Gerry didn’t understand her, but her bringing attention to it made him feel what she was referencing. There were distinct differences all around him. He wasn’t sure how they ‘tasted’, but his head was really starting to pound, so he grabbed the nearest one. The scent of cloves filled his nostrils, and he felt like he’d eaten Sriracha.

Death looked on with approval. “It’s easiest to choose what’s most familiar. We’ll broaden your pallet in time.” She turned away from him and focused on a man standing about twenty yards away.

“No hug for your big sister?” Death smiled and took a step toward God. God stepped back, and Death’s smile broadened. “Are you still scared of me, Brother?”

<God?> Gerry gulped and had the sudden urge to puke.

He had never seen God before. He doubted anyone outside of Heaven had really seen the Primordial, but he was not impressed. God wore a standard brown robe tied together by a plain piece of rope at the waist. The rope had to work a little harder than normal because of the gut on the deity. It made him look like Saint Francis’ fat brother.  His face was nondescript, his brown hair was unimaginative, even his eyes were dull. If Gerry passed this guy on the street he wouldn’t have given him a second glance.

“I’m not here to impress you,” God’s eyes looked past Death and straight at Gerry.

Gerry couldn’t help but pee himself a little bit. God might look plain, but the power and majesty in his voice was anything but. Gerry had been spending so much time with Death that he’d forgotten what it was like to be facing an unfriendly primordial.

“Play nice you two,” Death chided them both, and brought their attention back to her.

“You’ve created an abomination,” God spat and the city rumbled from his agitation. “It’s against everything we swore to obey.”

“Swore to obey,” Death doubled over with laughter. “What are we obeying anything for? Please, enlighten my, Brother.” Death crossed her hands across her chest and tapped her foot against the ground. With each tap a building collapsed in the distance. “I look around and I see a broken toy, and it’s not even your toy!” she laughed. “You stole this toy from your brother and you broke it. You can’t control the pieces on your own chessboard, Brother. They instinctually go against everything you have strived to teach them, and some of the worst offenses, they do in your own name. Talk about irony.” She barked, pulverizing an adjacent building down to its molecules. “Admit it, Brother. You killed your own brother for these things and they are an utter disappointment to you.”

“Enough!” The East and Hudson Rivers rose several feet and flooded into the city before subsiding. The space around God rippled with his sour mood.

“Looks like I struck a nerve,” Death looked over her shoulder and gave Gerry a wink.

Gerry headache was gone. In fact, he felt like a million bucks. The scent of cloves still lingered, and he felt an after taste of spice on his tongue, but he felt like he could take on the world.

<But not God. Definitely not God.> He was pretty sure that Death and God could read his mind, and he didn’t want to irritate either of them.

“Don’t talk to me about murdering our siblings. You started that.” It was obviously God was visibly trying to constrain himself.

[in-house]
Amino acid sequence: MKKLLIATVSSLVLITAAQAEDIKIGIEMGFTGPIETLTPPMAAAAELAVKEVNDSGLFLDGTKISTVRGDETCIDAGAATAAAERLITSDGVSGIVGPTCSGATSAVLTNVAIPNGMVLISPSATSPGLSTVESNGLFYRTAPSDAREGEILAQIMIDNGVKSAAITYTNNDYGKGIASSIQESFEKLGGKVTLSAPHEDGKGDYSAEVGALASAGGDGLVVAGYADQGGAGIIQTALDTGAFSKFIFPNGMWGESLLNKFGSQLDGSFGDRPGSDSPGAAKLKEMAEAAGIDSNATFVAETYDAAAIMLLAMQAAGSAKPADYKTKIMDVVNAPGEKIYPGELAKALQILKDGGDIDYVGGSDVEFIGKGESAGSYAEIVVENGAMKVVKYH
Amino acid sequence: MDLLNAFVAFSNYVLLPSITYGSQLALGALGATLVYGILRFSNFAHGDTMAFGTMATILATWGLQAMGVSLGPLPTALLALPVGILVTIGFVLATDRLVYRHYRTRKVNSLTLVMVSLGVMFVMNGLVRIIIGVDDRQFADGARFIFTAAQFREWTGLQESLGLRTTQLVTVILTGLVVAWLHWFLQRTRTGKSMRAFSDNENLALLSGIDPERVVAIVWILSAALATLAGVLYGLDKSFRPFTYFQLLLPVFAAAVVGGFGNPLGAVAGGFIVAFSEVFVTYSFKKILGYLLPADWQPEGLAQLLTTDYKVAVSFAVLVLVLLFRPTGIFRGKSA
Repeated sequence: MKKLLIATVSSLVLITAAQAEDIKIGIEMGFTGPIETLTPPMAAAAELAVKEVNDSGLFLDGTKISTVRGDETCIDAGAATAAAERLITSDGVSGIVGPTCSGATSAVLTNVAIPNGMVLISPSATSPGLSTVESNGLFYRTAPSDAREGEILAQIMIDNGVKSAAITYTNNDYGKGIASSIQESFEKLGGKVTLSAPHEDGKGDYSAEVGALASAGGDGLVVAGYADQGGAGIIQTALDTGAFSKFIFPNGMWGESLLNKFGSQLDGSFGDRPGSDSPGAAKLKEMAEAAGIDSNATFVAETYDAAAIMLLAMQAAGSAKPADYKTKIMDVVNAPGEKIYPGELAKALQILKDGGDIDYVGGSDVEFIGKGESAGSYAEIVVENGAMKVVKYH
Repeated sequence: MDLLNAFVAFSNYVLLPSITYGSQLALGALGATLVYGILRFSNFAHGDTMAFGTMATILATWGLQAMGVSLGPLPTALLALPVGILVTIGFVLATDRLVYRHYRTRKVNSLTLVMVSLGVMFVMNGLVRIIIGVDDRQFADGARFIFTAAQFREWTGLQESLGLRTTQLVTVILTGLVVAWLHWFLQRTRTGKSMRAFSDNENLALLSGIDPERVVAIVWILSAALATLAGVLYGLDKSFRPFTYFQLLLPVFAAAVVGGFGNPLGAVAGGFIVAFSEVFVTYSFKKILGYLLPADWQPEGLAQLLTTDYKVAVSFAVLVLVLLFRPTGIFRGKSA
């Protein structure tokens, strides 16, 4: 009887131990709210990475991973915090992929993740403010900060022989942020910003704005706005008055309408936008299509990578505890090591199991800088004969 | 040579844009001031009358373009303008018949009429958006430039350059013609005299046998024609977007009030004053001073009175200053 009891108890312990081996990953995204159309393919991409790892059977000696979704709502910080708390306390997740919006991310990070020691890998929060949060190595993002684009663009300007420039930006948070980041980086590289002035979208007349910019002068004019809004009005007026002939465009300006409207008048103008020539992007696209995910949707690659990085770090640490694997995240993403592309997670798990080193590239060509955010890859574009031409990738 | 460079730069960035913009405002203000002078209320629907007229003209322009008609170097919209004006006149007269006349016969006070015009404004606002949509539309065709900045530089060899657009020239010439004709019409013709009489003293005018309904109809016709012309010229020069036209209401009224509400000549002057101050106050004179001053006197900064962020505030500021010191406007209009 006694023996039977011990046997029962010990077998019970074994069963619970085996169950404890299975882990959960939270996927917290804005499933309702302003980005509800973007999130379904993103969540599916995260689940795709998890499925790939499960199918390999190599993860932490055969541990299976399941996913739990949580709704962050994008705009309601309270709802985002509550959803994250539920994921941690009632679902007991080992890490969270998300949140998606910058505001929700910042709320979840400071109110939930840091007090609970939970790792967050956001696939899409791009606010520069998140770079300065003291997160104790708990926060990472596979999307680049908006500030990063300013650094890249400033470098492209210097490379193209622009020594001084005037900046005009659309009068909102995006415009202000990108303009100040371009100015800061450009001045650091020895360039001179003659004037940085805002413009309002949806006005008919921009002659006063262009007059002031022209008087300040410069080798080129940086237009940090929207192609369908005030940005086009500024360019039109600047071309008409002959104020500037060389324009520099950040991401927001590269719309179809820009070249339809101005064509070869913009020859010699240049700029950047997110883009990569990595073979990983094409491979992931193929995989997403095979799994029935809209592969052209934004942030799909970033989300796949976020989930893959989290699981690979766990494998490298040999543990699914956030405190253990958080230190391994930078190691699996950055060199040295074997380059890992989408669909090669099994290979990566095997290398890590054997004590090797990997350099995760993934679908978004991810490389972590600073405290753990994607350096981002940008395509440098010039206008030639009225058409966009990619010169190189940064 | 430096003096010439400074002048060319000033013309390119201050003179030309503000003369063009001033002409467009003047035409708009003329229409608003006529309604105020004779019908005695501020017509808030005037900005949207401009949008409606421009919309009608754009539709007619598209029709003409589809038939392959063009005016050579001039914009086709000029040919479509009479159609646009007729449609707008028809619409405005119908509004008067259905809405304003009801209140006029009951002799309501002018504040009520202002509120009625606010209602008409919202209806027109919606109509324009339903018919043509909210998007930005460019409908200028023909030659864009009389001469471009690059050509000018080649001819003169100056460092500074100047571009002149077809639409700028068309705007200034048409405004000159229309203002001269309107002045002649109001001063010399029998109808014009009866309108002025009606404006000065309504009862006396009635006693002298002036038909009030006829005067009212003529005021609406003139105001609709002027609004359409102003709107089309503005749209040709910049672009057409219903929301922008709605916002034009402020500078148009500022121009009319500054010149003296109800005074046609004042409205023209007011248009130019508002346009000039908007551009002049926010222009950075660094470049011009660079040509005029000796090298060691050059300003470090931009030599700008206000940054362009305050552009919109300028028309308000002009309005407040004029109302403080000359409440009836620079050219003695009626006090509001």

“Don’t put that waste of æther on a pedestal,” Death waved her hand in front of her like she was banishing a fart. “He made you look like a hellion. Do you remember him?” Death put her arms at her side and stared straight ahead. “Everything must be precise. No deviations are acceptable. You are one one thousandth of a centimeter out of position.” She made a robot voice before turning and spitting on the ground. “I did existence a favor by getting rid of him. But you, little brother, you killed poor Cronus. The curious one of us. He might not have agreed with you, but he respected you.”

“You’re impossible!” God shot back. “Whenever I do something its wrong, but when you do the same thing its ok.”

“That’s the gist of it,” Death smiled sinisterly. “So, what do you say?” She cracked her knuckles and the planet seemed to hold its breath. “Are we doing fisticuffs and putting this place out of its misery?”

God looked like he wanted to. He really did, but Gerry saw something in his eyes that he’d never expect to see in a billion years: fear. God wasn’t sure he could win a fight with Death. Death had been telling him that since Gerry met her, but it was an out-of-this world experience to see it confirmed by God himself.

“I’m waiting,” Death sounded eager and bored at the same time.

God took a deep breath, visibly shook himself, and looked away in the universal sign of defeat.

“Ah well, maybe another time.” Death smiled, turned her back on God, and gestured for Gerry to follow.

No.” The command stopped Gerry in his tracks, but got nothing more than an exasperated sigh from Death. “He is an abomination. He can’t be allowed to stand.”

“Oh he’s gonna stand,” Death challenged, “on his own two feet with a big swinging dick.” She looked excited that they might brawl after all.

“You took Gabriel from me. You took my son. I demand retribution.” God looked pissed, but not pissed enough to go to war with his sister.

“Hmmm,” Death pursed her lips and seemed to be deep in thought.

While she pondered. The leviathan rumbled into sight. Like a dog seeking its master, her eyes found Death. Death smiled, “Get him, Girl.” She pointed at God.